Educational Goals and Objectives

The educational objectives for the Emergency Medicine resident while on the Cardiac ICU rotation are as follows:

Patient Care

  • Demonstrate the ability to perform an appropriate history and physical examination on the patient presenting with cardiac disease.
  • Demonstrate the ability to perform the following procedures: endotracheal and nasotracheal intubations, cricothyrotomy, needle thoracostomy, central intravenous placement, Swan-Ganz placement, transvenous and transcutaneous cardiac pacing, arterial line placement, ABG, and foley catheterization.
  • Demonstrate the ability to manage a patient on a ventilator.
  • Demonstrate appropriate prioritization of diagnostic and therapeutic interventions in critically ill patients.
  • Demonstrate knowledge of AHA recommendation for the treatment of acute ventricular fibrillation, ventricular tachycardia, asystole, pulseless electrical activity, atrial flutter and fibrillation, junctional ectopy, pre-excitation, supraventricular tachycardia, bradycardia, sick-sinus syndrome, and atrial-ventricular blocks.

Medical Knowledge

  • Describe the dosages, indications, and contraindications of pharmacologic interventions for shock, cardiac failure, dysrhythmias, sepsis, trauma, toxins, respiratory failure, hepatic failure, renal failure, and neurologic illnesses.
  • Describe the etiologies, hemodynamic issues, and complications of septic, hypovolemic, neurogenic, cardiogenic, and immunologic shock.
  • Discuss and interpret data from ECG monitors, cardiac outputs, hemodynamic monitoring, pulse oximetry, end tidal CO2 monitors and respirators.
  • Demonstrate appropriate judgment in the management of critically ill patients.
  • List items elicited from the history of patient with chest pain to suggest a risk for cardiac etiology.
  • Discuss limitations in differentiation of cardiac chest pain from non-cardiac pain in patients with risk factors.
  • Describe the pathophysiology of cardiac ischemia, acute angina chest pain, and acute myocardial infarction.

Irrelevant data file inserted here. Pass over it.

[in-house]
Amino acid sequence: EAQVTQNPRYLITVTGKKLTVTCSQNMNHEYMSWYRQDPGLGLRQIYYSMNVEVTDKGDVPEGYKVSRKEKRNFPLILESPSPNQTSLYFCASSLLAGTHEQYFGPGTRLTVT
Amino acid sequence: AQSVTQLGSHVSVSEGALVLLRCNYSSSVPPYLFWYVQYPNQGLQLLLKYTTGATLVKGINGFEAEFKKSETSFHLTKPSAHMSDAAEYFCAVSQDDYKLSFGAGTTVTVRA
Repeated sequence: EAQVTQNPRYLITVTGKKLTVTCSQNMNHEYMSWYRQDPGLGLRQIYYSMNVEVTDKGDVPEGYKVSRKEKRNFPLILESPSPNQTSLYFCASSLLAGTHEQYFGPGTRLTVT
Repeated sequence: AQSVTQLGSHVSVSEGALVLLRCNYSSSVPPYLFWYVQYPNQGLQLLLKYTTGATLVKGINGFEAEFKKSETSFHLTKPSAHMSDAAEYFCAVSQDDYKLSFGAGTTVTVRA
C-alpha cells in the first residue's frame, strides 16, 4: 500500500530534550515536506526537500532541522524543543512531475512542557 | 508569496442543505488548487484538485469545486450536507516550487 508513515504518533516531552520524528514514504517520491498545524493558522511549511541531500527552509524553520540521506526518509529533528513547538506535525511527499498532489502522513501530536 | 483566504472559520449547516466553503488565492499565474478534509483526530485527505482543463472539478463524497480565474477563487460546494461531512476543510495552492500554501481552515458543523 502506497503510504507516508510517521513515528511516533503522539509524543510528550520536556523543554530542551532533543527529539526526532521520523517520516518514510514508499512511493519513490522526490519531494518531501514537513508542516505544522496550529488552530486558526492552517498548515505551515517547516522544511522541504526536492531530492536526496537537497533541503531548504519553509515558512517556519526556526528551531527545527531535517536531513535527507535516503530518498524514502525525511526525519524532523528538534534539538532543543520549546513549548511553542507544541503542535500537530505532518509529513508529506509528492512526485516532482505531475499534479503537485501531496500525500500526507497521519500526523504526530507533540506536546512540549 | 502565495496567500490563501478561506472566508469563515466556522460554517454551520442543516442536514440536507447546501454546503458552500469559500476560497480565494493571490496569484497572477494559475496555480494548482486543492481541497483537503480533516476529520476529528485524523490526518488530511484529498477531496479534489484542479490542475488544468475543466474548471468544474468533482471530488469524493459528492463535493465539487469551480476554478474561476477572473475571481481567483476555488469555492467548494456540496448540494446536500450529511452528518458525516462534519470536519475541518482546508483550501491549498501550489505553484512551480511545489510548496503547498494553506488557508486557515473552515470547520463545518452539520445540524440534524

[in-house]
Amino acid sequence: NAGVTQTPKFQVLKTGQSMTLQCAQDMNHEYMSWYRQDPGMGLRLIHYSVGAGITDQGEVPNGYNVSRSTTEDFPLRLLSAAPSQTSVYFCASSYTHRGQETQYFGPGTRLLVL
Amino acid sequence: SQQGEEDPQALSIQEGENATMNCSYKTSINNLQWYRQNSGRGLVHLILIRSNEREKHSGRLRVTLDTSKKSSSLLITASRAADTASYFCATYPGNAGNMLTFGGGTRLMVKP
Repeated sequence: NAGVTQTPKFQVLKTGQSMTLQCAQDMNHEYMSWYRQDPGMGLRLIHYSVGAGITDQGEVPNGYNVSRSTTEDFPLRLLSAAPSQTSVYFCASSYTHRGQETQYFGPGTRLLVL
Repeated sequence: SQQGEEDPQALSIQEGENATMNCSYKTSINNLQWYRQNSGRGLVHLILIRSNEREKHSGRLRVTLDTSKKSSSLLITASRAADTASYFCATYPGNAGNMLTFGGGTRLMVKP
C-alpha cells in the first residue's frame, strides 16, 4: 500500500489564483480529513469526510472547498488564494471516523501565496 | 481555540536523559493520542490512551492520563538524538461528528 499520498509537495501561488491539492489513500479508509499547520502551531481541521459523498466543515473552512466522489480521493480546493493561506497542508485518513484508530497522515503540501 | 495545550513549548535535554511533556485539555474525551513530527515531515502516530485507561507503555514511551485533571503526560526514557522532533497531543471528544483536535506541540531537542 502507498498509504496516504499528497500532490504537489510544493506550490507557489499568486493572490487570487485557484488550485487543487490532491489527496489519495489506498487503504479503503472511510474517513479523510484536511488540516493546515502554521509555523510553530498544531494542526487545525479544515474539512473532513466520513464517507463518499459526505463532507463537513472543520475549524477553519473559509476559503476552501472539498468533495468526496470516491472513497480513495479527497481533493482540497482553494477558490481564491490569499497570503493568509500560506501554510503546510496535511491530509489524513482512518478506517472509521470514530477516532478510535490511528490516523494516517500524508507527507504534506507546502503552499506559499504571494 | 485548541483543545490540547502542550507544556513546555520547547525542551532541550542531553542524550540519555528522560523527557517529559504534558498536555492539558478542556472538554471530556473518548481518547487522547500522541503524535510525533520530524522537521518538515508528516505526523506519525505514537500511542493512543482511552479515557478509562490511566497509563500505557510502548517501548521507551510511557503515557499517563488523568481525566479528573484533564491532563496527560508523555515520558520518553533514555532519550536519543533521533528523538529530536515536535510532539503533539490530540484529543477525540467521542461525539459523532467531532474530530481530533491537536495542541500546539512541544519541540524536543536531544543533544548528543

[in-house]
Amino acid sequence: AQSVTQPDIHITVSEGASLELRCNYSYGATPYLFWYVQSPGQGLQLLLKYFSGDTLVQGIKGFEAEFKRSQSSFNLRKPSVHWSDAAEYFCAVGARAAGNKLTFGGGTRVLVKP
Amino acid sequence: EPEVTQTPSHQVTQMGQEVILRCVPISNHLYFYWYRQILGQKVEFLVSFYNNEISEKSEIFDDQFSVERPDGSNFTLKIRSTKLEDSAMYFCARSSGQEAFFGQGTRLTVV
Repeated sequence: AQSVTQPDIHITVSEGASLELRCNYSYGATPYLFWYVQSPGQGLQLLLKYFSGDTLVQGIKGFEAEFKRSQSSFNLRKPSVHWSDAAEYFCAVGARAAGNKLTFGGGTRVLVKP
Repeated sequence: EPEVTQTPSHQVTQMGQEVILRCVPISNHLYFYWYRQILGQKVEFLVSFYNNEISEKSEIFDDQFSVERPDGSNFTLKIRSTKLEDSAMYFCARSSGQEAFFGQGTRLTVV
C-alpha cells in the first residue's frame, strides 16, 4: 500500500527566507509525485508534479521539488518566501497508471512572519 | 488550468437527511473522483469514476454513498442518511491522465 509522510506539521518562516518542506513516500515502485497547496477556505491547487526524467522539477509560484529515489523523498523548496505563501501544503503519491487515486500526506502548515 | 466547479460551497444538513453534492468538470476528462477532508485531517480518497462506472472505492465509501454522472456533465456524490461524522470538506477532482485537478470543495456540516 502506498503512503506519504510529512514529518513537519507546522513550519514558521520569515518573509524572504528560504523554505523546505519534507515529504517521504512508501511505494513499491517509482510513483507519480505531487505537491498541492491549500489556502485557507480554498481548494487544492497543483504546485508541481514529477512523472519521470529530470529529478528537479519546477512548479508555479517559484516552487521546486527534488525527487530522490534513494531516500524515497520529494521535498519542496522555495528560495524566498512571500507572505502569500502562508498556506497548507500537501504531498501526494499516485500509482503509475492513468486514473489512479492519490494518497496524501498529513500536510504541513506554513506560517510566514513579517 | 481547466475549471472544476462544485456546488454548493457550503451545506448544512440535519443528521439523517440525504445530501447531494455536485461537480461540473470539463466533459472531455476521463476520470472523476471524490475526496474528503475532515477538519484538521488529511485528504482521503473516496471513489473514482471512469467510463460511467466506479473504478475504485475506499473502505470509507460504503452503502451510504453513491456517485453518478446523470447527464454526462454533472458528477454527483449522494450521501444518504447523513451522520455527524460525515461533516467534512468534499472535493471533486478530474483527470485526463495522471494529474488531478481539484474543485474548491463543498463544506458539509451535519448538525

• Describe the typical electrocardiograph findings of patients with myocardial ischemia and subendocardial, myocardial, and transmural infarction.
  • Discuss differential diagnosis of atypical chest pain.
  • Discuss atypical presentations for acute cardiac ischemia and myocardial infarction.
  • Discuss the sensitivity and specificity of ancillary studies for chest pain presentations including EKG, CXR, cardiac enzymes, and ABG.
  • Describe the appropriate triage considerations for patients presenting to the ED with chest pain.
  • Differentiate between stable and unstable angina and outline the initial treatment of patients with unstable angina including the use of nitrates, beta blockers, calcium channel blockers, etc.
  • Discuss the concept of “silent” myocardial infarction and ischemia.
  • Differentiate between transmural versus subendocardial infarction.
  • Discuss the significance of acute complete AV block with inferior myocardial infarction versus anterior myocardial infarction.
  • Describe the clinical findings of cardiogenic shock and outline therapy for cardiogenic shock.
  • Differentiate cardiogenic shock from other etiologies for shock.
  • Describe the clinical presentation for pericardial disease and outline the appropriate initial therapy and management for pericardial disease.
  • Describe the presentations for myocardial infarction and their association with vessel involvement and outline initial treatment for myocardial infarction.
  • List the indications, contraindications and complications of thrombolytic therapy for acute myocardial infarction.
  • Describe the clinical presentation, etiologies for pathophysiology of, and current therapy for acute congestive heart failure.
  • Describe the valvular anatomy of the heart and list etiologies for valvular heart disease.
  • Describe the clinical findings of a mitral valve prolapse, valvular aortic stenosis, aortic regurgitation, tricuspid stenosis, tricuspid regurgitation, and pulmonary stenosis, and discuss management of these abnormalities.
  • List complications of prosthetic cardiac valves and appropriate ED management.
  • Differentiate between congestive cardiomyopathy, hypertrophic cardiomyopathy, and restrictive cardiomyopathy with the appropriate therapy for each.